(fermina daza

Lo dice sul serio?” gli chiese.
“Fin da quando son nato” disse Florentino Ariza non ho detto una sola cosa che non sia sul serio".
Il capitano guardò Fermina Daza e vide sulle sue ciglia i primi fulgori di una brina invernale. Poi guardò Florentino Ariza, la sua padronanza invincibile, il suo amore impavido, e lo turbò il sospetto tardivo che è la vita, più che la morte, a non avere limiti.
“E fino a quando crede che possiamo continuare con questo andirivieni del cazzo?” gli domandò.
Florentino Ariza aveva la risposta pronta da cinquantatré anni sette mesi e undici giorni, notti comprese.
“Per tutta la vita
—  Gabriel Garcia Marquez

Love in the Time of Cholera by Gabriel García Márquez

Love in the Time of Cholera is an epic saga chronicling the loves of Florentino Ariza and Fermina Daza. It begins with the innocent and clandestine love affair of their youth. Fermina abruptly ends the romance after returning from a prolonged trip away she realises that her love for Florentino was something of an illusion. Her rejection of the hopelessly romantic and slightly awkward Florentino is followed by her marriage to the more pragmatic and self-assured Dr Urbino. The novel then follows the next fifty years of their lives: Fermina’s marriage and Florentinos many strange affairs with other women, before, finally their romance is rekindled in old age.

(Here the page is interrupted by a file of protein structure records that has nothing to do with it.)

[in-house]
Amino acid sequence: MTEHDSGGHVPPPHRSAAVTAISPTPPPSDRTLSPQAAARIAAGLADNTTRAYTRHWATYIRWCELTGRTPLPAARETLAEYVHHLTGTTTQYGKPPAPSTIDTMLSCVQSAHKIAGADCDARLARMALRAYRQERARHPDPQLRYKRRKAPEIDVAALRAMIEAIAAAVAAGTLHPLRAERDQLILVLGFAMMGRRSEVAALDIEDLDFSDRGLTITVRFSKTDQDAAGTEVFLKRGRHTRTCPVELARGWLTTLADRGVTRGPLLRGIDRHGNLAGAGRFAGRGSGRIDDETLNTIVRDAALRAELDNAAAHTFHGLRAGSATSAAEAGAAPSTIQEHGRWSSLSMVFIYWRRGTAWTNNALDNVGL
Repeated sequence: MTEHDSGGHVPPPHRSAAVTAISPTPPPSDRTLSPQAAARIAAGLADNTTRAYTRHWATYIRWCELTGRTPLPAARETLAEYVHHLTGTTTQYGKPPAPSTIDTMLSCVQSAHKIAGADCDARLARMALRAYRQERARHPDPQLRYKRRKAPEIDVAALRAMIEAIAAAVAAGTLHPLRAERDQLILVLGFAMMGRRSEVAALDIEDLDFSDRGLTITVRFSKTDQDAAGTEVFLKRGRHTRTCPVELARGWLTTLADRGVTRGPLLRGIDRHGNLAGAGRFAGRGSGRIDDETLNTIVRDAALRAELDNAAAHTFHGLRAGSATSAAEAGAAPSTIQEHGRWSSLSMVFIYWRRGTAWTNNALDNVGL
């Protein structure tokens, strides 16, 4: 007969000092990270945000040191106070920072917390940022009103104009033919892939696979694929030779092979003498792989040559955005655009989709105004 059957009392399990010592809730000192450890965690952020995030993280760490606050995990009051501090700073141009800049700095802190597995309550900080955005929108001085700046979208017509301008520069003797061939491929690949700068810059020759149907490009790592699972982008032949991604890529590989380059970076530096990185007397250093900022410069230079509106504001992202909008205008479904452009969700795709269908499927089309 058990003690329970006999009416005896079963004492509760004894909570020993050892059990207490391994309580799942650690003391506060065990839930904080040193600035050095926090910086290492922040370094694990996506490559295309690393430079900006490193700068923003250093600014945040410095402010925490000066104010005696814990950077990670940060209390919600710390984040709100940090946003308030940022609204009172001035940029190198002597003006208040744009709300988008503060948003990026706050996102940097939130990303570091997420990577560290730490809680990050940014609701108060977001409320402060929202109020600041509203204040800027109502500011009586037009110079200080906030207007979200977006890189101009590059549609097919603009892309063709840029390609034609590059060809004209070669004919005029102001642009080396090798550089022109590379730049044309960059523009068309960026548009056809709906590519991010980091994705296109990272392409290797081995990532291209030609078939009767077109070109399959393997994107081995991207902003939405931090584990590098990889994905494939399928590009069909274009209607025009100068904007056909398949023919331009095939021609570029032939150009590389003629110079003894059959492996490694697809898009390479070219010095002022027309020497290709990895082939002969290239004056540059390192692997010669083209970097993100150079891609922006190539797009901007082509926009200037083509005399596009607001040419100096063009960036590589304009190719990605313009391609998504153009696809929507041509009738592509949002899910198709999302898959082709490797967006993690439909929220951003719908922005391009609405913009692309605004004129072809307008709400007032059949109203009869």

Cholera, a word that denotes both disease and passion, is a metaphor for the physical and emotional ravages of love. Almost akin to a form of seasickness, Fermina and Florentino on their voyages through life experience many forms of love, its loss and its recapture, before finally setting off into unchartered waters.

Marquez, who had to wait fourteen years to marry his own wife, was inspired to write the story based on own experience and those of his parents. However, whilst this served as material for the earlier parts of the novel, the love that blossoms in later life was inspired by a newspaper story about the death of two Americans, who were almost 80 years old, who met every year in Acapulco. They were out in a boat one day and were murdered by the boatman with his oars. García Márquez remarked that “Through their death, the story of their secret romance became known. I was fascinated by them. They were each married to other people.”

The book in the photographs is a first English translation, published by Jonathan Cape in 1998.

For further book scraps, please follow on Twitter.

The Possible Brilliance of the HIMYM Finale


For 9 years I watched Ted, Marshall, Lily, Robin and Barney and I will admit it, the only ending that I could imagine for ‘How I met your mother’ was Ted sitting in front of his kids saying the lines, “And that kids is the true story of how I met your mother.”  And for a moment I had the ending that I wanted.  Just cut to black.

But the show wasn’t over.

And you know the ending.